Yet the actual way and method became more and more uncertain. Some kind of distance shrouded it in haze. It was then that I tried to get it back, but found that no mental effort was of any use, thinking and longing least of all. The conviction of genuine belief alone could manage the desired recovery, and it was this belief precisely that had begun to waver and grow dim in me as I got older. I must keep very still, intensely still, but with an interior stillness that was now escaping me, because no one knew of it, practised it least of all: this stillness within me I must find if I was to recover what I longed for before it was too late.
       Then one day, quite suddenly, it came to me of its own accord. I did not discover it, but just knew. I did it. We called it—do you, my brother, as you read these notes, remember?—by a word of our own invention: dipping.


       On the back lawn you and Val and I (Val just back from his first term at Charterhouse) were picking fir-cones that crackled sharply to the touch and had ear-wigs crawling between the dark little gaping crevices. A penny a hundred was the rate of payment father made, half in play and half in sermon-earnest, and the cones were burned eventually in the drawing-room fire, with the remark (if we happened to be present): “See how useful your labour was, my boys! No work is lost, nothing in life is wasted!” The sentence always made me feel rude; I wanted to deny it angrily, but never dared to. The actual picking, however, was rather fun. The crinkly cones with their ugly brown inhabitants were mysterious; the pincers of the insects fascinated me. As a rule, too, this collecting seemed important; it made a difference to the world; yet ever with this half-concealed provision, that it was actually a sham, and that one day some person or other would catch us at it and laugh. The humbug of it would be shown up … One thing that held my interest, perhaps, was the quantity, and the way the cones deceived me. At first they appeared so few upon the lawn, so thinly scattered; yet half an hour’s labour apparently made no difference to the numbers left. The quantity, indeed, increased; the lawn seemed blacker. I could not make it out. And a hundred cones took up so small a space in the gardener’s wooden basket that smelt of leaves and mould.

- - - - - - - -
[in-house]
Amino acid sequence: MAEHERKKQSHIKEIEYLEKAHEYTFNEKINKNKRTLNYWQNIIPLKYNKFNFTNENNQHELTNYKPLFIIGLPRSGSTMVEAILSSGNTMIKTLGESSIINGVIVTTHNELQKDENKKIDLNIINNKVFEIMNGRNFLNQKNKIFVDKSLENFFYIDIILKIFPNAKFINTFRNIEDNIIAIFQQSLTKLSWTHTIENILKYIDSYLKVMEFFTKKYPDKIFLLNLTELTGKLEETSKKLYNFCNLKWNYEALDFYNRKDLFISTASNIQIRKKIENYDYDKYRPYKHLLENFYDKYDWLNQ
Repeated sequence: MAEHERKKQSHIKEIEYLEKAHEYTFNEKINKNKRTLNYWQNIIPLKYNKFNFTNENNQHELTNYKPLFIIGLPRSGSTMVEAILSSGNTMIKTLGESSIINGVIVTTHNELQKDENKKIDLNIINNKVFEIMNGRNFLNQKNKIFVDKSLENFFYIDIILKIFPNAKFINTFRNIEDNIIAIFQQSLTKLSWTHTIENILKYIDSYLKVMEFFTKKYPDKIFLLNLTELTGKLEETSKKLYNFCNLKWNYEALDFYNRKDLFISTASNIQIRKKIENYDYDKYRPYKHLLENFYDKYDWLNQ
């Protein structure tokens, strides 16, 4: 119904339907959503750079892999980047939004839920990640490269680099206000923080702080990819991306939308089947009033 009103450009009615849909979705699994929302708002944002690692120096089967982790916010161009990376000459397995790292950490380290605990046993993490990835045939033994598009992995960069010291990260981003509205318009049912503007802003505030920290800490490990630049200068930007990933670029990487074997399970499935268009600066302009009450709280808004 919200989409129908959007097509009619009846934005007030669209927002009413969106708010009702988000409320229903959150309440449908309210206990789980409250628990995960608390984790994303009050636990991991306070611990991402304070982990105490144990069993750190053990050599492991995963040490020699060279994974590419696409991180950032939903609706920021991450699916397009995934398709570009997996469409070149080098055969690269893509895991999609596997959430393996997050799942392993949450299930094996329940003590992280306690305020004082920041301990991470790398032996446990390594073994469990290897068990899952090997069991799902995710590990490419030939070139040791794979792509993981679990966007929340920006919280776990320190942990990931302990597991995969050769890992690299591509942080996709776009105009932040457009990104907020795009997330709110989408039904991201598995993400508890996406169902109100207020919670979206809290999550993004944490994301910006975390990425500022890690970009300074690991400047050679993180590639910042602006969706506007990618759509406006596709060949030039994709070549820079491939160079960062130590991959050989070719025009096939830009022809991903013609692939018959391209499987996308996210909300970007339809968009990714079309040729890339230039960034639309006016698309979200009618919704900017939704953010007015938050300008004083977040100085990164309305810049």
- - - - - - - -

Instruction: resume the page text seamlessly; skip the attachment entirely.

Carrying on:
On this particular occasion we were picking hard, with remarks at intervals about the number, the prospective pennies, and speculations as to which of us had collected the greater quantity, when, quite suddenly, there was a change.